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CA Gig Worker Bill Can Affect Your Solo 401(k)

ca gig worker bill and solo 401k
3 Minute Read

California recently passed a bill (Assembly Bill 5), which required that certain companies, such as ridesharing and food-delivery companies, must hire workers as employees instead of independent contractors. The bill, which received some pushback from the two largest ridesharing companies, Lyft and Uber, is intended to provide workers with basic labor rights, employee benefits and the ability to form a union.

Weeks after the law will go into effect on January 1, workers in other industries that employ freelancers and independent contractors are confused as to how the bill will affect them, and hope to receive clarification soon.

AB 5 Backlash

Amidst chaos and confusion, one thing is certain: many major companies the bill will affect aren’t happy. Uber, Lyft and other ride-hailing and on-demand companies within the gig economy have put together over $100 million on a ballot initiative to exempt them from Assembly Bill 5, stating that the bill could force them to raise prices and make changes that will take away from the flexibility of the driver’s schedule.

Back in October, Tony West, Uber’s chief legal officer stated that the bill will create a “real game changer” within the industry as new changes will be implemented in accordance with AB 5. West went on to say that he believes the changes will be unwelcome among most drivers.

But drivers aren’t the only workers displeased with the change. In a recent Wall Street Journal article, Avo Soltanian, a practicing lawyer in Glendale is unsure whether the AB 5 exemption applies to his practice. If his practice is not exempted, he will have to reclassify four licensed therapists who work under him as part-time employees rather than contractors in a group practice, which he guesses will add up to 20% to his costs. While some contract workers welcome the change, many are like Avo Soltanian, who are confused as to what the new bill will bring, and fear it will cut into his profits.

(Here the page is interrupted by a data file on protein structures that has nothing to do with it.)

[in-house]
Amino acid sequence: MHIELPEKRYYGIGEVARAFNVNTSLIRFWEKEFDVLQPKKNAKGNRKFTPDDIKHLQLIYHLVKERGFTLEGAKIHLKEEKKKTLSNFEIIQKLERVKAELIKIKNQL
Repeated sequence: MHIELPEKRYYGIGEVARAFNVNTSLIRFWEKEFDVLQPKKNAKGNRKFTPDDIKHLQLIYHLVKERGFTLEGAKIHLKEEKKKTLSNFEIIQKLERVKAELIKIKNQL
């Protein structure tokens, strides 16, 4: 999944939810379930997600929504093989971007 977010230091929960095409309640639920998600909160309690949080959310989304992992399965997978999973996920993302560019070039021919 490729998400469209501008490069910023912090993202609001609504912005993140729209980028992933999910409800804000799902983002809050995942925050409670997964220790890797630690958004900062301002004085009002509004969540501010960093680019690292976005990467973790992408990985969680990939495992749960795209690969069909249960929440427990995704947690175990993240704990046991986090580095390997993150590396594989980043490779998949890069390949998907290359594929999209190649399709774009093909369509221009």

Not Eligible for the Solo 401(k)

The Solo 401(k) is a self-directed retirement plan and the most robust plan for self-employed individuals, including freelancers and those within the gig economy. One of the eligibility requirements of establishing this plan is to generate some form of self-employment income. However, with the new Assembly Bill 5, many workers within the gig economy will be reclassified as employees, therefore will no longer be able to establish the Solo 401(k) plan.

This means they will not be able to receive the many benefits built into the plan, which include:

  • Tax-Free Loan Option: Borrow up to $50,000 or 50% of your account value (whichever is less) to use for any purpose.
  • Easy Administration: There is no annual tax filing or information returns for a plan that does not exceed $250,000 in assets.
  • No need to establish an LLC: LLCs can be costly, especially depending on which state you live in. With a Solo 401(k), the trustee (you) can make investments without the need of an LLC.
  • Strong Creditor Protection: Most states offer better creditor protection for this retirement plan than a Traditional IRA. Additionally, Individual 401(k) Plan assets are protected against creditor attack in a bankruptcy proceeding.
  • Roth After-Tax Benefit: You have two formats with a Solo 401(k): pre-tax, or Roth (after-tax). With a Traditional IRA, you only have the option of pre-tax. With the Roth option, your money can grow in its retirement account tax-free. And of course, when you withdraw at retirement, you pay no additional taxes.
  • Non-recourse Leverage Exception: You can invest in your own business and real estate investments without penalty. By using non-recourse funds, you won’t trigger the Unrelated Debt Financed Income Rules and the Unrelated Business Taxable Income (UBTI and UBIT). This exception doesn’t apply to IRAs.

The future for many workers within the gig economy is still unclear, but with any luck, the courts will soon bring clarity to the situation. Especially since other states, including New York, are interested in implementing a similar legislation.

If AB 5 will affect your classification and ability to establish the Solo 401(k), review a few side gigs anyone can do to become eligible.

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